FANTASTIC FOUR: THE RISE OF THE SILVER SURFER
The Power Cosmic Edition
Review by Michael Jacobson
Stars: Ioan Gruffudd,
Jessica Alba, Michael Chiklis, Chris Evans, Julian McMahon, Kerry Washington,
Andre Braugher, Doug Jones, voice of Laurence Fishburne
Director: Tim Story
Audio: Dolby Digital 5.1
Video: Anamorphic Widescreen 2.35:1
Studio: 20th Century Fox
Features: See Review
Length: 92 Minutes
Release Date: October 2, 2007
“You’re on fire!”
When The Fantastic Four came out, I appeared to be one of the few critics who stepped up to bat and defended it against the onslaught of panning. I thought it was a good, fun, superhero origin movie with some good effects, good action, and promising characters. I even openly hoped for a sequel, and welcomed the news that there would be one.
Unfortunately, The Rise of the Silver Surfer didn’t meet my expectations. Despite the arrival of one of Marvel Comics’ most memorable characters in the otherworldly Surfer (Jones, voiced by Fishburne), the second installment was just silly from beginning to end.
As the story opens, Reed Richards (Gruffudd), aka Mr. Fantastic and Sue Storm (Alba), aka the Invisible Woman, are trying once again to tie the knot. But the arrival of the metallic skinned visitor from afar creates havoc on our planet and on our heroes impending nuptials. His very presence brings a cosmic radiation that causes strange atmospheric phenomenon. It even has a bizarre effect on Johnny Storm (Evans), aka The Human Torch, whose encounter leads him to a state of instability, allowing him to swap powers with his other team members. In addition, the Surfer also inadvertently wakes the long-hibernating Dr. Doom (McMahon).
The Surfer is a servant; he has come ahead at the behest of an intergalactic evil who feeds on entire worlds and devours their energies, both thermal and organic, in order to survive. It lives, but the worlds it consumes cease to be. And Earth is the next target.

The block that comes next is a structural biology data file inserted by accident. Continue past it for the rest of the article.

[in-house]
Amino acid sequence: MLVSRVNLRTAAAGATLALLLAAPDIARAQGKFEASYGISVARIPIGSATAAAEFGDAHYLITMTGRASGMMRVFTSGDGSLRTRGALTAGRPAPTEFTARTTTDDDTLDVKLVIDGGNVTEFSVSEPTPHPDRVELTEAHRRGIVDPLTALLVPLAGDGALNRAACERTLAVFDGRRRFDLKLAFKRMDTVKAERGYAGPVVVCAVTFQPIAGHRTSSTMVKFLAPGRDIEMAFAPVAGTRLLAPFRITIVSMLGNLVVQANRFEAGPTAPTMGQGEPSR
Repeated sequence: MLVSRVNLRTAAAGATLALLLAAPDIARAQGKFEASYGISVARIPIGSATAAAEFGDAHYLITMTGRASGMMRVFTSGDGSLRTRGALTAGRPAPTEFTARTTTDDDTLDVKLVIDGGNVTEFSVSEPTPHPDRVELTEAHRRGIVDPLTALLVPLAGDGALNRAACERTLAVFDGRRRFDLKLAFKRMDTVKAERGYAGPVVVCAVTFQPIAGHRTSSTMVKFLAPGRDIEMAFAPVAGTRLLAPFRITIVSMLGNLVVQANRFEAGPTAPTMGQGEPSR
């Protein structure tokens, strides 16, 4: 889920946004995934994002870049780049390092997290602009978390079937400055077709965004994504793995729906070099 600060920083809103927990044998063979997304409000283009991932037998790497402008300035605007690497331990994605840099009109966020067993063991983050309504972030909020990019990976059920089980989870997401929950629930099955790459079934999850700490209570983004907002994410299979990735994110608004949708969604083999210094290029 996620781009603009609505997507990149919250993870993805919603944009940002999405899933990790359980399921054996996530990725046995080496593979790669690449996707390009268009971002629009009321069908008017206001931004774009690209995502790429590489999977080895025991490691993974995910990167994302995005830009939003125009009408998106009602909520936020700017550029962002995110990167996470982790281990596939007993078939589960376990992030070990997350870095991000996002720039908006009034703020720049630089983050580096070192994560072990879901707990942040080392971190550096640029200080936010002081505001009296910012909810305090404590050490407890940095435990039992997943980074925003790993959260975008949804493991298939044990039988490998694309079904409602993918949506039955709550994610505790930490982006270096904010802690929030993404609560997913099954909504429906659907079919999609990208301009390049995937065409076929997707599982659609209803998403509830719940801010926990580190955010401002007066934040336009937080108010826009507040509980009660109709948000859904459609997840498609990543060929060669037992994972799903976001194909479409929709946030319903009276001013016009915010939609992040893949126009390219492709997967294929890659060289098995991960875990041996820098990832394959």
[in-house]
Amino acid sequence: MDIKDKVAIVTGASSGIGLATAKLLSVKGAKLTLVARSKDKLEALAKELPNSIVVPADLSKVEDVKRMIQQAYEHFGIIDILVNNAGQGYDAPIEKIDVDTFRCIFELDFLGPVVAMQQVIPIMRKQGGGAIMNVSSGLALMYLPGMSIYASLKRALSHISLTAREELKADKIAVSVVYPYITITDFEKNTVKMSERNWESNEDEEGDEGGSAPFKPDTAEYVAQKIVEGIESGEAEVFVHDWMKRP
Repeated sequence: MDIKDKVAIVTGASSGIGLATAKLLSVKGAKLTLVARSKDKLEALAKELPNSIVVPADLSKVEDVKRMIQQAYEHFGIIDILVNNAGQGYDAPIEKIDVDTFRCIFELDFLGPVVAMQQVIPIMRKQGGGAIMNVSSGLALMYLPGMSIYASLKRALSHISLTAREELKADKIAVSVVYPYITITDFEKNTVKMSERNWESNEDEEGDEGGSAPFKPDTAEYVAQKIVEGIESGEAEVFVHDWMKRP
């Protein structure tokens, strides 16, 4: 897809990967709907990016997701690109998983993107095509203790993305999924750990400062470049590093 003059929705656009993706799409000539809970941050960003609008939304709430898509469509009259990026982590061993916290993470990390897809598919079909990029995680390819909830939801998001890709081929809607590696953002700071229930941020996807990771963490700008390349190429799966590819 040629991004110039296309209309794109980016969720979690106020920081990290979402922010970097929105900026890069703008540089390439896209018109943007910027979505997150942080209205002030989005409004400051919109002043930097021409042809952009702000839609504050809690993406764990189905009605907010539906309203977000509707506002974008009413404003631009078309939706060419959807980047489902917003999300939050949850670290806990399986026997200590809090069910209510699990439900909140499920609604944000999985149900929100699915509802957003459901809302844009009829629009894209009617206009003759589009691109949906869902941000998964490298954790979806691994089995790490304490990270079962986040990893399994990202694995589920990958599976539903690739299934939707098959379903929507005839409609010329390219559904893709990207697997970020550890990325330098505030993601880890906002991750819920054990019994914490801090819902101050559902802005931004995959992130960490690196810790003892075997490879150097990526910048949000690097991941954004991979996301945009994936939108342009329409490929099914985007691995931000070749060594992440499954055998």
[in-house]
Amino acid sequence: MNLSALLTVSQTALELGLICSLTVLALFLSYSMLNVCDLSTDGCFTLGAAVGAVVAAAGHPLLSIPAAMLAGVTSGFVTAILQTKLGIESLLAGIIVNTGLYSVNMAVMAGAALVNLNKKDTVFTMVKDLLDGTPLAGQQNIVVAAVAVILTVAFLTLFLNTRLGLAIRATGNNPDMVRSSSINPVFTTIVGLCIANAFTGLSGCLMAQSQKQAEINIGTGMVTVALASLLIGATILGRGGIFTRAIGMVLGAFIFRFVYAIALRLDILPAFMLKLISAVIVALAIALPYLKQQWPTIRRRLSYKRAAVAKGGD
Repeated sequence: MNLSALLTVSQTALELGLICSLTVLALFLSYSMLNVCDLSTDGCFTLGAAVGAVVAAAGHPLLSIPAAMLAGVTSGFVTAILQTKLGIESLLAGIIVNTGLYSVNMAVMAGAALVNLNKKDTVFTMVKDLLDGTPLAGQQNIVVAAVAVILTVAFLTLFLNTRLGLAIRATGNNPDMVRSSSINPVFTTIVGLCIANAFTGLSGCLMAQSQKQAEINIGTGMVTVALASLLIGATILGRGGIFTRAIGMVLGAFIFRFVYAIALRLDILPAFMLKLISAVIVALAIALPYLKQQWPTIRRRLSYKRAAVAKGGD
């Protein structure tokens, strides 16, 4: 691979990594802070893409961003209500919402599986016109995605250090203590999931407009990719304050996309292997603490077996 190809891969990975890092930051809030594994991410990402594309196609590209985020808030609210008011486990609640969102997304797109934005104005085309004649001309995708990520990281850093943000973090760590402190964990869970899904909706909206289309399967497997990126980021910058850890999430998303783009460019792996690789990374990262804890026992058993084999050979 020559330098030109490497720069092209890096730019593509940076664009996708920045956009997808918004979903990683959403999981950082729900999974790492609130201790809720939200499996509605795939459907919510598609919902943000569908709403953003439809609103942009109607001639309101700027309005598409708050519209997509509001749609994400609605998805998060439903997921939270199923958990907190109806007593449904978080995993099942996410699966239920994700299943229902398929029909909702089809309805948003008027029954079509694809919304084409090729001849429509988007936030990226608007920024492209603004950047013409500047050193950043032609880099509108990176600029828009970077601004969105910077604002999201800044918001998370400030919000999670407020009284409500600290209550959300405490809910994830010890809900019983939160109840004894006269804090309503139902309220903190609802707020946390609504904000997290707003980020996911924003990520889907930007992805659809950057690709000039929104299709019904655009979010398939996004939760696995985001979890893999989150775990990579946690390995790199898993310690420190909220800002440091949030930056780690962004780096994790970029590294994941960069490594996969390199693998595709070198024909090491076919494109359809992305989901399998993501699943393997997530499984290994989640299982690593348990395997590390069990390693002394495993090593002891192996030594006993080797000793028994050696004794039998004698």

At the behest of the military, the Four find themselves reluctantly paired with Dr. Doom in order to find the solution to the problem that threatens our very existence. But can the evil Dr. Doom be trusted when the world is at stake? Or is he merely biding his time with some nefarious plans of his own? One guess.
I had assumed the sequel, since it got past the origin story, would flesh out the characters a little more. If anything, they are more singularly defined and two-dimensional: Reed the eternal nerd, Ben Grimm (Chiklis) aka The Thing ever rough and gruff, Johnny the reckless hothead, and Sue…well, in a thankless role seeming more distraught over the little things that spoil her wedding day, like the extinction of our planet and all humanity. I wanted to see some fleshing out, but instead, all we got was more scaling down.
The film felt like it was thrown together quickly…special effects, even ones as simple as a helicopter, seem unnatural and forced. Action sequences tend to unfold haphazardly and without rhythm or a chance to build into or out of anything. The Four quibble and argue so much about inconsequential things that you feel like the fate of the world is in the hands of the Breakfast Club or something.
The Surfer himself is quite cool, and comes across as a powerful yet enigmatically sad being, but again, I wished more attention was paid into what he could have been instead of just giving us a hint and a taste.
The actors are all well-equipped for their roles, particularly the perfect casting of Michael Chiklis as The Thing, but they’re given half-hearted barbs of broken wit to bandy about at one another. None seem too enthusiastic this time around, and I can’t say that I blame them.
So maybe I was wrong. Maybe I saw more in the original movie than was actually there and my brethren in criticism were right. It wouldn’t be the first time. I can’t conclude this review the way I did before, in saying that I’m looking forward to another installment. In mathematical terms, maybe two Fours were one too many.
The anamorphic transfer from Fox is mostly good, but not quite up to their usual standards. Images are well detailed, but there’s noticeable flicker here and there, particularly in the darker scenes, and some apparent grain here and there.
The 5.1 mix is dynamic and frequently lively, but again, a little below excellent, as certain stretches sounded a bit thin to me…like the sound had been unduly compressed from time to time.
The first disc features a pair of commentaries, one by director Tim Story, and the other by the producers and writer. None by the cast this time around.
Disc Two contains a 46 minute making-of documentary, plus 5 deleted or extended scenes with optional Tim Story commentary, 5 production featurettes on the Fantasticar, the comic book origins, the scoring and others, plus a trailer gallery.
The Rise of the Silver Surfer is a bit of a wipeout…not a complete waste of time, but enough to definitely make me wonder if there was anything quite so special about The Fantastic Four on the big screen in the first place.